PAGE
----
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One of the goals of the health reform law is to change the payment incentives to get rid of some of the unnecessary or overly aggressive care This is not rationing, proponents point out, but it is getting patients the care they need without getting them the care they don't need, whichoften carries risks, side effects and big medical bills. That's been part of the message from the Dartmouth Atlas.
Reporter Emily Bazar, of the California Health Care Foundation Center for Health Reporting, found some extemely high rates of elective heart surgery in one California community. She took data availability in California, some of the Dartmouth framework, and her own reporting and endeavored to reveal the meaning behind some surprising statistics: Citizens in one Central Valley town were five times to six times more likely to undergo elective heart surgery than other Californians.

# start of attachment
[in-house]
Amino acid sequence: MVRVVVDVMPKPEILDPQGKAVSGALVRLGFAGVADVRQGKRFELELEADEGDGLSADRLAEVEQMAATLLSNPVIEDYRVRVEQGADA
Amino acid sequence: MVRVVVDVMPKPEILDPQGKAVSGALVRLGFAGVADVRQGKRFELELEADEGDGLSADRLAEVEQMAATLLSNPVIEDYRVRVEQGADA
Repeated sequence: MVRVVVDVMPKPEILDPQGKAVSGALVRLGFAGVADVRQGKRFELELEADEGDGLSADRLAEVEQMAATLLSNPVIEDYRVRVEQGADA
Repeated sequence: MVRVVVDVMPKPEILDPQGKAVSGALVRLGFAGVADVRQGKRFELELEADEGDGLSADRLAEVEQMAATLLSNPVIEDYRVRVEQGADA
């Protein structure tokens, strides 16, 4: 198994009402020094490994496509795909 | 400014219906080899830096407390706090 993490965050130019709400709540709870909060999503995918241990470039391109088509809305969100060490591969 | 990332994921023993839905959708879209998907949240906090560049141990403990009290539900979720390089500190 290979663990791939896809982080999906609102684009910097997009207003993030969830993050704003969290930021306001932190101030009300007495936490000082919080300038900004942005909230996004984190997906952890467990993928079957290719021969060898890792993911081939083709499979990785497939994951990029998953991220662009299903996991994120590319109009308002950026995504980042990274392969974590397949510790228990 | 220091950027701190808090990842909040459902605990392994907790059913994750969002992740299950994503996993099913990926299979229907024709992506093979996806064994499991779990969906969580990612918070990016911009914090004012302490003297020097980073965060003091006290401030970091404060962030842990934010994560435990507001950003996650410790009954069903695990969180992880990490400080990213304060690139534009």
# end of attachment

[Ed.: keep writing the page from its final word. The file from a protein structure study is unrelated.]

Bazar analyzed the study to determine if external factors influenced the data, or if Clearlake residents were really receiving unnecessary (and expensive) operations.
We asked Bazar to share her experiences reporting on this data and to shed light on how journalists can transform statistics into a compelling story. While Bazar’s investigation is based on California data, all or nearly all states collect similar data that can be analyzed. Here is what Bazar learned from reporting this story.
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